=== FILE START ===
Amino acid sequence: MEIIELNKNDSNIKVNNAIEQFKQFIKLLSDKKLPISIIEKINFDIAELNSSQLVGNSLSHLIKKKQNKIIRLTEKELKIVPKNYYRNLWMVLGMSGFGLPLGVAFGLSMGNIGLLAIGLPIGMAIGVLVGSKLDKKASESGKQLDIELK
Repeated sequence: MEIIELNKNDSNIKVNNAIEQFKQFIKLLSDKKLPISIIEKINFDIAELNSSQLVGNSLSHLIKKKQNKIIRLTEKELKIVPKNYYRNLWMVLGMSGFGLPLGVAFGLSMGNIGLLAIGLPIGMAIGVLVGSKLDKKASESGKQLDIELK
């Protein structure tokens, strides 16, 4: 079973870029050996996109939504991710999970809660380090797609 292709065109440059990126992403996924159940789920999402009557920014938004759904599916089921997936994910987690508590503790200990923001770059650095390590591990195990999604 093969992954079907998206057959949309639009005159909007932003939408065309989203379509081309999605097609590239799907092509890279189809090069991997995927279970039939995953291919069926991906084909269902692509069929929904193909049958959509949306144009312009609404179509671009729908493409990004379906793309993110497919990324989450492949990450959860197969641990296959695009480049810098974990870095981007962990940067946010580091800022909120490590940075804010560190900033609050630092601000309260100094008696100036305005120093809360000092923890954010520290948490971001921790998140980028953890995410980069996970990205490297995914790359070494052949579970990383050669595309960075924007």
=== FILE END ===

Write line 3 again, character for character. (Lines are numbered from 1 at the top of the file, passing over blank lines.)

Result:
């Protein structure tokens, strides 16, 4: 079973870029050996996109939504991710999970809660380090797609 292709065109440059990126992403996924159940789920999402009557920014938004759904599916089921997936994910987690508590503790200990923001770059650095390590591990195990999604 093969992954079907998206057959949309639009005159909007932003939408065309989203379509081309999605097609590239799907092509890279189809090069991997995927279970039939995953291919069926991906084909269902692509069929929904193909049958959509949306144009312009609404179509671009729908493409990004379906793309993110497919990324989450492949990450959860197969641990296959695009480049810098974990870095981007962990940067946010580091800022909120490590940075804010560190900033609050630092601000309260100094008696100036305005120093809360000092923890954010520290948490971001921790998140980028953890995410980069996970990205490297995914790359070494052949579970990383050669595309960075924007």